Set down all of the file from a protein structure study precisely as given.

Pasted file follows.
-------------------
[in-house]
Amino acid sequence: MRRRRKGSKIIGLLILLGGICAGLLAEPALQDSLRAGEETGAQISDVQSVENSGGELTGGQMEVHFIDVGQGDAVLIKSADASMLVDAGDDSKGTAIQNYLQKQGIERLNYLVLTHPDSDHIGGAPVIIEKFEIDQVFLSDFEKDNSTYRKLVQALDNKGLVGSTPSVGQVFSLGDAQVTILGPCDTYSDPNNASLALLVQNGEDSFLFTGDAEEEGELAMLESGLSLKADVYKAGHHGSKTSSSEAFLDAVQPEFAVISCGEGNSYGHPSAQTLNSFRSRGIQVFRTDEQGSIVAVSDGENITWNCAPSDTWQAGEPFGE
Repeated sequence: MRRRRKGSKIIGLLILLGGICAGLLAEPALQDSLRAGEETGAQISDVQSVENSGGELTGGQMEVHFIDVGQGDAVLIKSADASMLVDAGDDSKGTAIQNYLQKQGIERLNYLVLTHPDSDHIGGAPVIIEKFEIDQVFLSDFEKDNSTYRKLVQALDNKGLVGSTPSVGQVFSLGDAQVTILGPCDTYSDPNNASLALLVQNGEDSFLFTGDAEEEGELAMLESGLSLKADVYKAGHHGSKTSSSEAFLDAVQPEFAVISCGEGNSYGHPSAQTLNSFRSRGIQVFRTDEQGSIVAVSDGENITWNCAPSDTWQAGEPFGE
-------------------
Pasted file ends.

[in-house]
Amino acid sequence: MRRRRKGSKIIGLLILLGGICAGLLAEPALQDSLRAGEETGAQISDVQSVENSGGELTGGQMEVHFIDVGQGDAVLIKSADASMLVDAGDDSKGTAIQNYLQKQGIERLNYLVLTHPDSDHIGGAPVIIEKFEIDQVFLSDFEKDNSTYRKLVQALDNKGLVGSTPSVGQVFSLGDAQVTILGPCDTYSDPNNASLALLVQNGEDSFLFTGDAEEEGELAMLESGLSLKADVYKAGHHGSKTSSSEAFLDAVQPEFAVISCGEGNSYGHPSAQTLNSFRSRGIQVFRTDEQGSIVAVSDGENITWNCAPSDTWQAGEPFGE
Repeated sequence: MRRRRKGSKIIGLLILLGGICAGLLAEPALQDSLRAGEETGAQISDVQSVENSGGELTGGQMEVHFIDVGQGDAVLIKSADASMLVDAGDDSKGTAIQNYLQKQGIERLNYLVLTHPDSDHIGGAPVIIEKFEIDQVFLSDFEKDNSTYRKLVQALDNKGLVGSTPSVGQVFSLGDAQVTILGPCDTYSDPNNASLALLVQNGEDSFLFTGDAEEEGELAMLESGLSLKADVYKAGHHGSKTSSSEAFLDAVQPEFAVISCGEGNSYGHPSAQTLNSFRSRGIQVFRTDEQGSIVAVSDGENITWNCAPSDTWQAGEPFGE